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state asking for this relief, commissions this is not something that is being opposed by some kind of exercise, unilateral discretion but a tool that most states in the country with support for most dates superintendents and governors want. is a fundamental long-term fix? no. the real job needs to be done by congress in the second term to get this done. i think moving forward if it is not done the idea of actually, essentially retreating on the waivers return to nclb era policies is not the way to go and do stuff with the president would go. i think that would be a real concern from states that gotten us like to build an award on the basis that they've got different at a time until congress can take action. >> jon, are you suggesting that a romney administration ought to feel compelled to respect the terms of the obama administration's waivers after he takes office, if they were twisted was asked more he said, on one in any presidential review executive action and it should be looked at moving forward what needs to be done with various request coming from waivers to make you think the
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campaign has said is just to say, those waivers will be taken back and that they will be, i think that's not -- i do think states need -- >> that's not what the campaign is centered the campaign has not said waivers will be taken back. they said they will be reviewed. >> last night that's what you're co-chair said. >> that's not what do you believe season. that so it was reported by education weekly. we can decide -- [talking over each other] but your point is, you say states need certainty. they need predictability in policymaking, and to your waivers do not give them that predictability. especially when it can be a change in administration. what we need is a comprehensive approach, a career approach to federal policy. and i think governor romney is before the basis for a political compromise around the reauthorization speak with all due respect, governor romney for divided predictably and policy. [laughter] >> marty, want to ask you a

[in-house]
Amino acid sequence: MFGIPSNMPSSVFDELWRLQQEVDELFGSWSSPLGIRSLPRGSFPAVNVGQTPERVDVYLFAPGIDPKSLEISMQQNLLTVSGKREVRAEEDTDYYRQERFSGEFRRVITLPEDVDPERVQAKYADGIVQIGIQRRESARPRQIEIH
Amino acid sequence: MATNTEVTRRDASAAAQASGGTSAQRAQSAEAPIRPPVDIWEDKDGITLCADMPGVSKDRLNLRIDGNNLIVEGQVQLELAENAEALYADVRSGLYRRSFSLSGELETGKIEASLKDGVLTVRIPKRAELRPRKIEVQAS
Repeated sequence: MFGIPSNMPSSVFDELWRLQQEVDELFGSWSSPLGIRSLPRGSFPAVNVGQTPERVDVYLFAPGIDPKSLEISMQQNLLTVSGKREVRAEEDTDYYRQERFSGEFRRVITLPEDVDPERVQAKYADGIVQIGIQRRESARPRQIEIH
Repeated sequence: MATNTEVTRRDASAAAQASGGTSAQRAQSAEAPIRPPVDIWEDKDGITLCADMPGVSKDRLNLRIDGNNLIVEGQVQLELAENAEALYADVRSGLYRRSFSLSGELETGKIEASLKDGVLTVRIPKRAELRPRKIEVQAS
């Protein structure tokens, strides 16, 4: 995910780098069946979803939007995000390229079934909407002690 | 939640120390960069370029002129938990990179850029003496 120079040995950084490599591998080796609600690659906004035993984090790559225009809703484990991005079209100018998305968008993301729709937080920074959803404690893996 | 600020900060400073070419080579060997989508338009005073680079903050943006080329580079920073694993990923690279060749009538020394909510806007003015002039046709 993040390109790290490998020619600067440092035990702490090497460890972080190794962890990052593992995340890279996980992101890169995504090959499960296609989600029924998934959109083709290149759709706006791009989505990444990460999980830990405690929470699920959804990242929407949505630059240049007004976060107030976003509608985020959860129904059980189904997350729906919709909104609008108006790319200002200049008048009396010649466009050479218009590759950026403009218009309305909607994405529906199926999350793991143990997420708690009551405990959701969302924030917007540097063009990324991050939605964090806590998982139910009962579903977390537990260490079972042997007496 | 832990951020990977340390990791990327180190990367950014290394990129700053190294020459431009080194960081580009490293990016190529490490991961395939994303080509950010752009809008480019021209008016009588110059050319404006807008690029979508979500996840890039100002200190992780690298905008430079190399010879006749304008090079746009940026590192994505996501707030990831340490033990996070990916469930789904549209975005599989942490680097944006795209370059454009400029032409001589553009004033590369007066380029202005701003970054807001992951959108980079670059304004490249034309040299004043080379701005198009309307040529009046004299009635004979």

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specific question about one of governor romney's proposals for reauthorization of round the portability, title i. i wonder, 800 say a word about this, or stuff, and then it the particular question, governor from has suggested in c.o.b. went too far in trying to dictate policy to states. that he is also suggested that the federal government, the governor's white papers, the federal government must ensure that states face the basic principle of expanded school choice. so how do you exert that kind of pressure while at the same time reading back -- >> so let me talk first about the proposal. want to governor romney has said is we should take a $25, $25 billion in formula funds that go out to title i to low-income students and the ida for special needs students, for the funds that he is not contrary to what jon said proposed cutting, and make them